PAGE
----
The Newport Harbor Art Museum hopes to build a new expanded museum on an Irvine Co.-owned site next to Coast Highway and MacArthur Boulevard, museum and company officials announced Friday.
John Martin Shea, Newport Harbor's board chairman, also announced that the museum is embarking on a drive to raise $10.5 million--the value of the 10-acre vacant site in Newport Center--by the end of the year.
The museum will assume title to the site when it has raised "that amount in building gifts and pledges," Shea said in a phone interview. Studies on the size, design and actual cost are still being completed. The estimated cost is between $30 million and $40 million, he added.
"The Irvine Co.'s challenge offer is exceptionally generous. That site is superior to our present site--allowing us more room to expand and far greater visibility," Shea said. "His (Irvine Co. Chairman Donald L. Bren's) offer came as a surprise. Up to 10 days ago, we had been discussing other options, but not that site."
The proposed expanded new museum will provide not only more galleries but also larger office, storage, auditorium, sculpture garden, restaurant and education facilities, said Kevin Consey, the museum's director. Once the building is constructed, the museum's present 23,000-square-foot structure will be sold, Consey said. The present structure, also in Newport Center, was built in 1977 on a two-acre site donated by the Irvine Co.
Friday's announcement means that the museum board of trustees--which approved the new expansion plan Thursday night--has abandoned a proposed expansion on a five-acre site next to its present building, which is next to offices and a city library branch and away from major roadways.
Under that plan announced last summer, the museum envisioned constructing a 75,000-square-foot structure, estimated to cost between $20 million and $30 million. In that proposal, the present structure would have been turned over to the city for public library use.
But the 1986 proposal was thrown in limbo when the Irvine Co.'s sweeping plan for a shopping mall, office and housing expansions at Newport Center was decisively rejected Nov. 25 by voters in a citywide referendum.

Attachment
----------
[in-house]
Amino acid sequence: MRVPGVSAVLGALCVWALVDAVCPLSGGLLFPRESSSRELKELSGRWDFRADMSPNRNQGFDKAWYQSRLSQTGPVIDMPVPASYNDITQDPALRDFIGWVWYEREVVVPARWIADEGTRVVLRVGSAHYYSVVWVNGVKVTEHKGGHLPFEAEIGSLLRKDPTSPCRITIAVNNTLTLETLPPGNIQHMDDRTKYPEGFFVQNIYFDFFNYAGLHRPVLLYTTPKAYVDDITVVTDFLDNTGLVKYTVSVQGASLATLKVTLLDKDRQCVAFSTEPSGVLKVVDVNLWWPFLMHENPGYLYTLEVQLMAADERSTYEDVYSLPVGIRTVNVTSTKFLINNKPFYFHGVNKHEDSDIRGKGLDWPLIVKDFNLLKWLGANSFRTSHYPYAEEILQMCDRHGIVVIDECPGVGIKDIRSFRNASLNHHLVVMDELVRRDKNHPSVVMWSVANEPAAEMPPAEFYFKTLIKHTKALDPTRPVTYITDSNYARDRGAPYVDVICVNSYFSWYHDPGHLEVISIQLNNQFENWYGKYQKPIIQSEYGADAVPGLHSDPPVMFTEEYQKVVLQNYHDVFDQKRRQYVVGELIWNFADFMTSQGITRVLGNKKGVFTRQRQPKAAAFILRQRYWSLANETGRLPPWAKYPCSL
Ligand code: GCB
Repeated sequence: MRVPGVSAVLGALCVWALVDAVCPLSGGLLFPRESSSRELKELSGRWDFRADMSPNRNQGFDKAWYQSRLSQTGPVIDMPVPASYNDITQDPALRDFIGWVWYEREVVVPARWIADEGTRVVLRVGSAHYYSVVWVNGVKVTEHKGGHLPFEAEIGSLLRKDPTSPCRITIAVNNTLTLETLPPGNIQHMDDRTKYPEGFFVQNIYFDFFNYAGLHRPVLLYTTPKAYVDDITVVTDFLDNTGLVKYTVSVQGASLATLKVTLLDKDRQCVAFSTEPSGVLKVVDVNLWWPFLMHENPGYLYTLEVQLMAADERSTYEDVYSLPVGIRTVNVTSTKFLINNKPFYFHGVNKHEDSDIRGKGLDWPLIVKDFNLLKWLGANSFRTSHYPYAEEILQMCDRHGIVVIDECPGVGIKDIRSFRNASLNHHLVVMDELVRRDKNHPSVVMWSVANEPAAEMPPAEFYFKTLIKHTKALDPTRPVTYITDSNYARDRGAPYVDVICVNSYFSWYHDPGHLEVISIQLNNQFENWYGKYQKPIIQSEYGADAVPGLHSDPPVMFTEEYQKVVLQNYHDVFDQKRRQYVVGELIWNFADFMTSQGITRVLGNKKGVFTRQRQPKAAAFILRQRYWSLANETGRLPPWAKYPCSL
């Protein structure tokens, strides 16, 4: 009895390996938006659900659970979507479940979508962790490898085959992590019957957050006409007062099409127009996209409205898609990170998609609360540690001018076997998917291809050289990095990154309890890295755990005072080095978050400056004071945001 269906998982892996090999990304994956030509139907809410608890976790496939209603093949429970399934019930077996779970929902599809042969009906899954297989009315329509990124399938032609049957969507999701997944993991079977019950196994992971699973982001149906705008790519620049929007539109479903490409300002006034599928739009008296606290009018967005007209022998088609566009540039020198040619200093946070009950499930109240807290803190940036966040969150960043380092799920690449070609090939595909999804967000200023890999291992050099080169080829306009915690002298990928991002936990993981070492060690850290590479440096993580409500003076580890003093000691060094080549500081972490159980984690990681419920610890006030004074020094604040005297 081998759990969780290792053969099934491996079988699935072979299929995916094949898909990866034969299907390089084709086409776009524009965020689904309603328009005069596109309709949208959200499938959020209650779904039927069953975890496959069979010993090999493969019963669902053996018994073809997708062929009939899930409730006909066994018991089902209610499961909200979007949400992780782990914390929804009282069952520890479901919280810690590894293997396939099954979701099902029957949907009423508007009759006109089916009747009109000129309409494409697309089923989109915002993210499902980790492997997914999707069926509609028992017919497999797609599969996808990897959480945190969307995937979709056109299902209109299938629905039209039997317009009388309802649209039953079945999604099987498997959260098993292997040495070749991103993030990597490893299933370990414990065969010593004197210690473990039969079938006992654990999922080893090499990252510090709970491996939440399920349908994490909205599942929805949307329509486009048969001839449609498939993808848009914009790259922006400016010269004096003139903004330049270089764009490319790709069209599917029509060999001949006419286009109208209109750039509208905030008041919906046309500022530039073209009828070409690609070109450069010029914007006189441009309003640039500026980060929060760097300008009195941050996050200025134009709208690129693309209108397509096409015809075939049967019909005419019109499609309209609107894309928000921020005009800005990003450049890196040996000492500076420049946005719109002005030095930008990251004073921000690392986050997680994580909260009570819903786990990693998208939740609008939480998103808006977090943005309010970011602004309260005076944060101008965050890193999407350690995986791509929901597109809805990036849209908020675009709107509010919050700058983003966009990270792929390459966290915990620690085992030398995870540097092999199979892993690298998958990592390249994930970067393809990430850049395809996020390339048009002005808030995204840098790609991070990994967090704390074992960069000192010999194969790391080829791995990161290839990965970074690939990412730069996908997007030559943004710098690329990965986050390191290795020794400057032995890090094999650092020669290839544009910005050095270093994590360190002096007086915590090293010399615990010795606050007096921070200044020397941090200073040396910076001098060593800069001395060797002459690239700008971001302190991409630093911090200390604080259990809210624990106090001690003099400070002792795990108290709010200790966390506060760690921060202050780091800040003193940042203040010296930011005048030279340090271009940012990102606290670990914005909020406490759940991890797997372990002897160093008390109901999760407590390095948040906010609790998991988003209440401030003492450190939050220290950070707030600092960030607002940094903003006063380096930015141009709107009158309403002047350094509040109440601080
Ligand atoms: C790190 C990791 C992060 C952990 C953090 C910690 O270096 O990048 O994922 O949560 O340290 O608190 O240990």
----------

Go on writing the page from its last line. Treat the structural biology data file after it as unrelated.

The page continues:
Although opponents of the overall Irvine Co. plan said they had no objections to the museum's own development, Newport Harbor's 75,000-square-foot proposal was thrown in doubt because it was an integral part of the defeated plan, museum officials said after the referendum.
On Friday, however, museum officials said the proposed new 10-acre expansion was not tied to any Newport Center plan the company might eventually resubmit to the City Council. (Before offering the site to the museum, the Irvine Co. had planned the site for residential and retail uses.) Shea said the museum would independently seek City Council approval for the latest museum proposal.
"We can't say when we will be submitting our new plans (to the city) because we now have to restart our design and other feasibility studies," Shea said. Also, he said, there is no discussion yet on a proposed construction start. (In the 1986 plan, officials talked then of a 1988 construction start.)
Allan Beek, spokesman for Gridlock, the citizens' coalition opposing the Irvine Co.'s overall 1986 plan, said Friday that his group does not "have any problems" with the museum's Coast Highway proposal. "We have always considered anything the museum did as totally separate from the office and retail development that was at the heart of the company's plan," said Beek in a phone interview.
Friday's announcement also meant the museum is no longer considering sites outside of Newport Center. A year ago, before it had settled on staying in Newport Center, the museum said it was considering moves to "high visibility" sites closer to freeways.
One suggested locale was an Irvine Co.-owned site near the San Diego Freeway and Jamboree Road in Irvine. According to Consey, discussions were also held on seeking a locale in the C.J. Segerstrom & Sons' South Coast Plaza sector in Costa Mesa.